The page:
Analytics for Smart Content: Are You Asking the Right

In his enlightening Confab 2013 talk, content strategist Jon Colman posed three questions, which immediately became etched in my mind:

To answer question 1 – What do people appreciate? – for their organizations and clients, content strategists meet with stakeholders and users.

To answer question 2 – How do you know people like it? – Content strategists interview these stakeholders about their business goals and uncover users’ needs, wants, successes, and frustrations. Ideally, content teams then create content that talks about the things their stakeholders and users value.

To answer question 3 – How do you measure how much people like it? – content strategists turn to analytics.

In this article, I review the role of analytics in measuring the value people place on the things you think they value , then suggest  some steps you can take to set up analytics that will help you. to appropriately categorize (tag) the right User Content .

In short, we’re about to explore how you can use analytics to make your content smarter.

Create a recipe for smart analysis

In this section, I examine the role of analytics in measuring the value people place on the things you think they value .


Imagine a recipe and culinary advice website, offering semantically categorized, structurally rich, reusable and adaptable content. Suppose this site offers personalized content to each of five user segments, displaying different views of the home page for each user depending on where they are in their journey.

It’s easy to make assumptions about what visitors to this site enjoy: well-written, tasty recipes and clear, simply written advice to make cooking easier or tastier. But we want to know that users like the things we assume they like, and we want to measure how mobile phone number database much they like these tips and recipes.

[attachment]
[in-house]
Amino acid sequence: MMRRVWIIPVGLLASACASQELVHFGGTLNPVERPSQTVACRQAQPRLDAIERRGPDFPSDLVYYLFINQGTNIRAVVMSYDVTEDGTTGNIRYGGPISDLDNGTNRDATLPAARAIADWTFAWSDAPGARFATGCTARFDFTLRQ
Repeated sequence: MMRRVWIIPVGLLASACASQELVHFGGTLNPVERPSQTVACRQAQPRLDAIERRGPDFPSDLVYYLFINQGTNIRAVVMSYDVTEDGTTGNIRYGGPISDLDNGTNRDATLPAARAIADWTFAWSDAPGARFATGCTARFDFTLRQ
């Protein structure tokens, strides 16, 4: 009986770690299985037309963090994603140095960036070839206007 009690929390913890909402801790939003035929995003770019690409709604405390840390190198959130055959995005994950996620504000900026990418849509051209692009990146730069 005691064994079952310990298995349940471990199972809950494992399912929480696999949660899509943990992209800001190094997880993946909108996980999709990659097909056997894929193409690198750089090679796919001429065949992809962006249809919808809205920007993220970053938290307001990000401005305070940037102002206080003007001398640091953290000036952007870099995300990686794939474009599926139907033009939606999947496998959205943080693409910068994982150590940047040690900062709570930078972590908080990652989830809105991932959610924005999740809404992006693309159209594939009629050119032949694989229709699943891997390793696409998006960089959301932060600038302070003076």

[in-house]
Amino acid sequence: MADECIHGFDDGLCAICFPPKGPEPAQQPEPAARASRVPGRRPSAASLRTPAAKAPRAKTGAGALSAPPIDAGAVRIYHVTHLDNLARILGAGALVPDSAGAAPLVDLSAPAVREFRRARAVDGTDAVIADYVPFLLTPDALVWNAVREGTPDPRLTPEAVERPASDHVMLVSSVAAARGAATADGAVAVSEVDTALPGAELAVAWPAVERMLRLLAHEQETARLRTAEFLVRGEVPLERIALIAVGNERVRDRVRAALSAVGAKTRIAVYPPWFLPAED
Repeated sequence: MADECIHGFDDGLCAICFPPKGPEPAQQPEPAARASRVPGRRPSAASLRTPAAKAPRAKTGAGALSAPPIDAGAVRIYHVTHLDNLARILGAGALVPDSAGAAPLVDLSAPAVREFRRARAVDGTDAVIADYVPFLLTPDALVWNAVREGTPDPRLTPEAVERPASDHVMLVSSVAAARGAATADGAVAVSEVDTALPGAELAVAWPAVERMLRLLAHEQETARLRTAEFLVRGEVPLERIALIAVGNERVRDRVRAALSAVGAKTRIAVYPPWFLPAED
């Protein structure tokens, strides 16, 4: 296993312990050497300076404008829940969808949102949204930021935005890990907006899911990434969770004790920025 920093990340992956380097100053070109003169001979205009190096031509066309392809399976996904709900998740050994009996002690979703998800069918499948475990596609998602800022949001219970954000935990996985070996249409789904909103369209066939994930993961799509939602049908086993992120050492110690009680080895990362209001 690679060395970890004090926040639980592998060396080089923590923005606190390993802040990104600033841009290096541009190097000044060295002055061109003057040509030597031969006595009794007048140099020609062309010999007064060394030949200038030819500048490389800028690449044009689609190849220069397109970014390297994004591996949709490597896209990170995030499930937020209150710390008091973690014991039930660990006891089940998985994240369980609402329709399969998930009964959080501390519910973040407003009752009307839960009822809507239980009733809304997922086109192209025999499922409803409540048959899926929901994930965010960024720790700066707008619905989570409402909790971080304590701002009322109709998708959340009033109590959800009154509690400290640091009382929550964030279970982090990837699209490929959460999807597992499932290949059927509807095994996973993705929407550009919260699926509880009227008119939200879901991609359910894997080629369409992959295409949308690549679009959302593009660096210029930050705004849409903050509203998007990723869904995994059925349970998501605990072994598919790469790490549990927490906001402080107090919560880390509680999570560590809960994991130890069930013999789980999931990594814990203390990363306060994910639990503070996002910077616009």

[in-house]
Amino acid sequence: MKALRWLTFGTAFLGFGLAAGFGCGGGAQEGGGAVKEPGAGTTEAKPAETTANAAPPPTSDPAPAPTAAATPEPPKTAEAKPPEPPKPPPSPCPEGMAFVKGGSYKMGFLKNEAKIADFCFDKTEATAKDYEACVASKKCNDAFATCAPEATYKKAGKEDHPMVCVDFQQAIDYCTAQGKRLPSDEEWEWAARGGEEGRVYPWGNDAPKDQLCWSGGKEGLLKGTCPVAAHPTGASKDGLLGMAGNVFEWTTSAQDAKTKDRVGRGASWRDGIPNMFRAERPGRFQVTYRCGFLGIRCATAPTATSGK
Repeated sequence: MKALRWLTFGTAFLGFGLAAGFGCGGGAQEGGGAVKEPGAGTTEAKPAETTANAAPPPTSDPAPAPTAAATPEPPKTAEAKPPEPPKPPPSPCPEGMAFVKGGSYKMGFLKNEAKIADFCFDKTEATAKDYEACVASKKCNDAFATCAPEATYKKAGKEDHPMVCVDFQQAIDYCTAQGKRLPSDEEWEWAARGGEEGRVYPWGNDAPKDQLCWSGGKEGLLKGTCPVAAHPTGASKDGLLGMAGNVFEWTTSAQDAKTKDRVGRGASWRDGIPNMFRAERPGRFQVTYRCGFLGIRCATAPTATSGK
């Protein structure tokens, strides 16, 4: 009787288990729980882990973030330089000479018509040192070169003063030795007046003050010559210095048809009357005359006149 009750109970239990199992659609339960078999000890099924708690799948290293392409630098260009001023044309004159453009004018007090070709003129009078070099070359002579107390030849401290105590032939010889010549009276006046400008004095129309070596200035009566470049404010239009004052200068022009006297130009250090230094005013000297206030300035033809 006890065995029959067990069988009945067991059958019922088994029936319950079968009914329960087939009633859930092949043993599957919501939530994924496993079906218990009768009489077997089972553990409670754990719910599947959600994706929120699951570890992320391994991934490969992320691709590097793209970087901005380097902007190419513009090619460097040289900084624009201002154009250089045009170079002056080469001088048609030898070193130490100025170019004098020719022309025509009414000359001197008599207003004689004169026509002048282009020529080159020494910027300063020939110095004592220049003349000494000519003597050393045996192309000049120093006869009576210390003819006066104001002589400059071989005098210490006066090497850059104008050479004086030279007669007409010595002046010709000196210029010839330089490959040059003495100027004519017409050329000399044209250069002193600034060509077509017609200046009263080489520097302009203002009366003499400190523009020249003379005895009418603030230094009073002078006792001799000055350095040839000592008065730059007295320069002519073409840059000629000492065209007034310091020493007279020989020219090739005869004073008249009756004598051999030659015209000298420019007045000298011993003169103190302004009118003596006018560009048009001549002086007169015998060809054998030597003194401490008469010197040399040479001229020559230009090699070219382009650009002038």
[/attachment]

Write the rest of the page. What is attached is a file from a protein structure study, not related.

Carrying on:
We can assume that a cook would value an image like this as part of a recipe web page. But how do you measure the value that cooks place on this kind of image? (Photo credit: via Compfight cc )

In theory, we can look at the data. It is likely that the analytics team of our imaginary website has tons of stored data. All of this is just waiting for a content strategist to explore. But it’s so much data that it’s hard to know how to go about it. Content strategists know how important analytics are for learning customer behavior and optimizing sites. But where would you even start on such a complex and responsive site?


The very idea is enough to give you nightmares.

First, determine the right questions

A screen full of analytics data looks like a secret code, and in a way. This data contains a lot of information and it is impossible to understand it without the key. In other words, data can provide answers, but only if you ask the right questions .

The best way to start analytics for any site is to determine the site’s goals or the team’s questions about audience or site performance . Once the questions and goals have been identified, the team can set up an analytics program, such as Google Analytics or Omnigraffle, to retrieve specific data that will answer those goals or questions.

Phone Number

For example, if the team has identified a journey for Czech Republic Phone Number List users coming to the site from Twitter and wants to know how many people are taking that journey, they can configure the analytics system to track users coming from Twitter, and they can identify the exit. rate for each page of the trip. Alternatively, if the team wants to see how content from three microsites converts, they can track and compare bounce rates and click-through rates for all three microsites.

For a team working with intelligent content (specifically adaptive content or personalized content) – content that adapts to the user, device, location, time, etc. – the user journey includes touchpoints. In these cases, the system provides semantically classified content blocks.

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